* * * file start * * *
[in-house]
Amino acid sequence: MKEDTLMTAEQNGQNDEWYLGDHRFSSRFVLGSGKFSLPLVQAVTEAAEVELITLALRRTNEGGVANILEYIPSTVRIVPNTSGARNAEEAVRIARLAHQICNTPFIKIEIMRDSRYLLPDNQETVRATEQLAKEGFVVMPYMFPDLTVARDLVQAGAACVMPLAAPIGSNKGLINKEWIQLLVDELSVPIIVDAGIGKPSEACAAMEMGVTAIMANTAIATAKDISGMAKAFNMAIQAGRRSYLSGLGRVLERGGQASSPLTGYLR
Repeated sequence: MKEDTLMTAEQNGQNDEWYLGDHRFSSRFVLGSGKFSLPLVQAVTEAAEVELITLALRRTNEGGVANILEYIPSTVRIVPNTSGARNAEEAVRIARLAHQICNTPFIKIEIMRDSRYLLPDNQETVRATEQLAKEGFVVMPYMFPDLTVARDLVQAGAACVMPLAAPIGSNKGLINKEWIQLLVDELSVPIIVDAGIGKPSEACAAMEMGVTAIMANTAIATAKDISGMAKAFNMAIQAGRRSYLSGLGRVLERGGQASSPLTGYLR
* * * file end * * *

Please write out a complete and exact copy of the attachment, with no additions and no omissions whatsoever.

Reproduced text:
[in-house]
Amino acid sequence: MKEDTLMTAEQNGQNDEWYLGDHRFSSRFVLGSGKFSLPLVQAVTEAAEVELITLALRRTNEGGVANILEYIPSTVRIVPNTSGARNAEEAVRIARLAHQICNTPFIKIEIMRDSRYLLPDNQETVRATEQLAKEGFVVMPYMFPDLTVARDLVQAGAACVMPLAAPIGSNKGLINKEWIQLLVDELSVPIIVDAGIGKPSEACAAMEMGVTAIMANTAIATAKDISGMAKAFNMAIQAGRRSYLSGLGRVLERGGQASSPLTGYLR
Repeated sequence: MKEDTLMTAEQNGQNDEWYLGDHRFSSRFVLGSGKFSLPLVQAVTEAAEVELITLALRRTNEGGVANILEYIPSTVRIVPNTSGARNAEEAVRIARLAHQICNTPFIKIEIMRDSRYLLPDNQETVRATEQLAKEGFVVMPYMFPDLTVARDLVQAGAACVMPLAAPIGSNKGLINKEWIQLLVDELSVPIIVDAGIGKPSEACAAMEMGVTAIMANTAIATAKDISGMAKAFNMAIQAGRRSYLSGLGRVLERGGQASSPLTGYLR